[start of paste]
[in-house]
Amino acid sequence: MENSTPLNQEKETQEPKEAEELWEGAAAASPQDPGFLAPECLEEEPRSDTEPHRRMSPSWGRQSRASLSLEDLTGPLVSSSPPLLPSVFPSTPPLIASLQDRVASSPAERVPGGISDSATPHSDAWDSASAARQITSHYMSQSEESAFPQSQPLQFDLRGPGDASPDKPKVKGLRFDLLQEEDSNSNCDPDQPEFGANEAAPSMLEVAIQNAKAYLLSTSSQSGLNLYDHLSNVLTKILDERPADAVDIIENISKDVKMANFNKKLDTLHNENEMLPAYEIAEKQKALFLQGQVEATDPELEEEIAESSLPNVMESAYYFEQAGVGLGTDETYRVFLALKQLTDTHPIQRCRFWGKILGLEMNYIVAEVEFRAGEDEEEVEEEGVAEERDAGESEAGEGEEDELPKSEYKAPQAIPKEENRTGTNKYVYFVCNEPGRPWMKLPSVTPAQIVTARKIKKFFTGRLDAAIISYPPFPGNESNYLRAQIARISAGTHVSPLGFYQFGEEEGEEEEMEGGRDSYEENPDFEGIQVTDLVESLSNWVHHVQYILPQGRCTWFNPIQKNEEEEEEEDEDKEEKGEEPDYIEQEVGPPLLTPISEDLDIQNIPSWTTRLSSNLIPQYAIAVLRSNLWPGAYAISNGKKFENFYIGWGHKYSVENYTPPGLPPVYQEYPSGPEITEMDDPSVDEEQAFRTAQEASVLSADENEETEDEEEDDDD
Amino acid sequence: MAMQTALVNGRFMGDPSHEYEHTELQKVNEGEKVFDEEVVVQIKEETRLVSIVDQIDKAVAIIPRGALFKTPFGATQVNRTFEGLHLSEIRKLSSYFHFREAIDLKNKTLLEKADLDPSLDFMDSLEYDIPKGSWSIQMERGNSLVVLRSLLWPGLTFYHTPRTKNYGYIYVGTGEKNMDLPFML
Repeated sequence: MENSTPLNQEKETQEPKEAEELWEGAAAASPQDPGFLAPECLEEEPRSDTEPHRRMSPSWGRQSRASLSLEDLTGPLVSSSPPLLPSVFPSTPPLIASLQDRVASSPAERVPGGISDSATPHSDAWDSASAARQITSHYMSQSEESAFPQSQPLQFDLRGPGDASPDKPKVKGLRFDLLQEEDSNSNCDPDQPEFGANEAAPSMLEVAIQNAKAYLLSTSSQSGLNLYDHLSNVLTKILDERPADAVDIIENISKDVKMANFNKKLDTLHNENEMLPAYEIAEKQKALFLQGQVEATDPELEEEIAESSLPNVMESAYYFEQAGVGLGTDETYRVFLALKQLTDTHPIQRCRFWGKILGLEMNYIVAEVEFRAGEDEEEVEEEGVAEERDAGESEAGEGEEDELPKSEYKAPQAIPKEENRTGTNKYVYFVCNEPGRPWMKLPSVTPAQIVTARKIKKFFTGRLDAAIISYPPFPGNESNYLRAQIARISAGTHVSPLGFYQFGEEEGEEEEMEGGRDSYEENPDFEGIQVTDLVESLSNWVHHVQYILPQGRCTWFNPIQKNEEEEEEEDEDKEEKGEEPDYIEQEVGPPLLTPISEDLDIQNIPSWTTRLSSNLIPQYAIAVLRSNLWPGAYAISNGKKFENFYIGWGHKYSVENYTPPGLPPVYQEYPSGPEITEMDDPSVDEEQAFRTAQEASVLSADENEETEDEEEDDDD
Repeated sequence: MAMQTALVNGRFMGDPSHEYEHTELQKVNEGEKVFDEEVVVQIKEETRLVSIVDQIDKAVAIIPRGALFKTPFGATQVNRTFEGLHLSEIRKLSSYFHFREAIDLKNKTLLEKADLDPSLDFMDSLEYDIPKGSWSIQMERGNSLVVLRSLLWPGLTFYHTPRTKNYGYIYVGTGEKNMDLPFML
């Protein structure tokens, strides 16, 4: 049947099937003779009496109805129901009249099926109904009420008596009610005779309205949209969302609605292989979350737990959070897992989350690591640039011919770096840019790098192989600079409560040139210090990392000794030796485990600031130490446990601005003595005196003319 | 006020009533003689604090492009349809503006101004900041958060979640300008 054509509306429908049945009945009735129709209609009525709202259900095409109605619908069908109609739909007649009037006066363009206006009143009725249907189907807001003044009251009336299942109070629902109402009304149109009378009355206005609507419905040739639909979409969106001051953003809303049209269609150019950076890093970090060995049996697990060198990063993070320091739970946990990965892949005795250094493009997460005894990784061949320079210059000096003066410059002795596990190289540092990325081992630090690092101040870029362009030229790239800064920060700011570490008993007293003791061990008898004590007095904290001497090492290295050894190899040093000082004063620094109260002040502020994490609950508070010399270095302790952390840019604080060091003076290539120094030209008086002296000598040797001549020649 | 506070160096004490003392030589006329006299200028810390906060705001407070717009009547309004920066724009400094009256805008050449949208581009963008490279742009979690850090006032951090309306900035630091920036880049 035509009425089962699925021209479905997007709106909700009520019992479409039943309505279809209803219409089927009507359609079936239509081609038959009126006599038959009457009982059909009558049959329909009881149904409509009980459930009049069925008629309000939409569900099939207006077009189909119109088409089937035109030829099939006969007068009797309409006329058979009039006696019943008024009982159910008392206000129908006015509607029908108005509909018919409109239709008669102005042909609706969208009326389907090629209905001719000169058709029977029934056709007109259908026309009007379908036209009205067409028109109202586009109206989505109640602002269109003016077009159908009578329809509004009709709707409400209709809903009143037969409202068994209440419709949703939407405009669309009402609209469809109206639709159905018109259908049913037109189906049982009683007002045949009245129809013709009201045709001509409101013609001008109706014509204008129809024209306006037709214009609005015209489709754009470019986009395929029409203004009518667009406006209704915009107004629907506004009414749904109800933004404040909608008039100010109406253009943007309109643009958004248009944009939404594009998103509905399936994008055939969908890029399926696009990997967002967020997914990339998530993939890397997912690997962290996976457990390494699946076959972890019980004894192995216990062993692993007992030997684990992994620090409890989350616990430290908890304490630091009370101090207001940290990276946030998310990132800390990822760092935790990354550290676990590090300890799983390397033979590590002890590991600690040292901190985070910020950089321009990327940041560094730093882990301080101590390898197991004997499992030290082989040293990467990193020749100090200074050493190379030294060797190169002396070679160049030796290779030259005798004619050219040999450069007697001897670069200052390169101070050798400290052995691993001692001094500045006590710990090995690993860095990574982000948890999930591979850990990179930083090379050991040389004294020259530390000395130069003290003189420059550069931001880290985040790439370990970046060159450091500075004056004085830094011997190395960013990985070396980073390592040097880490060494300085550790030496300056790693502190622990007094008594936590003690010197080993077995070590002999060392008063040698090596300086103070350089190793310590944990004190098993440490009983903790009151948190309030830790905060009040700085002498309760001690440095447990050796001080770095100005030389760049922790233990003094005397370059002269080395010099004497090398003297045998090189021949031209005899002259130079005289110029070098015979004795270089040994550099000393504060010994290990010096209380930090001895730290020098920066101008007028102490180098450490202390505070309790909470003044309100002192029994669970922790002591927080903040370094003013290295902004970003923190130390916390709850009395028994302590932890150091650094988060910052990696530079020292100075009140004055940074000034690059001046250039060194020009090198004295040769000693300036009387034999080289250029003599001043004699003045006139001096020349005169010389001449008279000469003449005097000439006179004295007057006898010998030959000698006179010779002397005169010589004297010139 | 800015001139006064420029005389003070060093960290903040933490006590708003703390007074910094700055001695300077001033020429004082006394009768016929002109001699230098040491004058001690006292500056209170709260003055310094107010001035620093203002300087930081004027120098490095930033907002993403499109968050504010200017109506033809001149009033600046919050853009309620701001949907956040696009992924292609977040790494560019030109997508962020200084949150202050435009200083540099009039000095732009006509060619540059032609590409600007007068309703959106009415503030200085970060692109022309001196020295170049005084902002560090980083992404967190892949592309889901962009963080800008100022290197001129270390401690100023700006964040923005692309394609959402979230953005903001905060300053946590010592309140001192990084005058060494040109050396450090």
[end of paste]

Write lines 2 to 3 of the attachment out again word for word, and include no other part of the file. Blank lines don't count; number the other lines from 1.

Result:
Amino acid sequence: MENSTPLNQEKETQEPKEAEELWEGAAAASPQDPGFLAPECLEEEPRSDTEPHRRMSPSWGRQSRASLSLEDLTGPLVSSSPPLLPSVFPSTPPLIASLQDRVASSPAERVPGGISDSATPHSDAWDSASAARQITSHYMSQSEESAFPQSQPLQFDLRGPGDASPDKPKVKGLRFDLLQEEDSNSNCDPDQPEFGANEAAPSMLEVAIQNAKAYLLSTSSQSGLNLYDHLSNVLTKILDERPADAVDIIENISKDVKMANFNKKLDTLHNENEMLPAYEIAEKQKALFLQGQVEATDPELEEEIAESSLPNVMESAYYFEQAGVGLGTDETYRVFLALKQLTDTHPIQRCRFWGKILGLEMNYIVAEVEFRAGEDEEEVEEEGVAEERDAGESEAGEGEEDELPKSEYKAPQAIPKEENRTGTNKYVYFVCNEPGRPWMKLPSVTPAQIVTARKIKKFFTGRLDAAIISYPPFPGNESNYLRAQIARISAGTHVSPLGFYQFGEEEGEEEEMEGGRDSYEENPDFEGIQVTDLVESLSNWVHHVQYILPQGRCTWFNPIQKNEEEEEEEDEDKEEKGEEPDYIEQEVGPPLLTPISEDLDIQNIPSWTTRLSSNLIPQYAIAVLRSNLWPGAYAISNGKKFENFYIGWGHKYSVENYTPPGLPPVYQEYPSGPEITEMDDPSVDEEQAFRTAQEASVLSADENEETEDEEEDDDD
Amino acid sequence: MAMQTALVNGRFMGDPSHEYEHTELQKVNEGEKVFDEEVVVQIKEETRLVSIVDQIDKAVAIIPRGALFKTPFGATQVNRTFEGLHLSEIRKLSSYFHFREAIDLKNKTLLEKADLDPSLDFMDSLEYDIPKGSWSIQMERGNSLVVLRSLLWPGLTFYHTPRTKNYGYIYVGTGEKNMDLPFML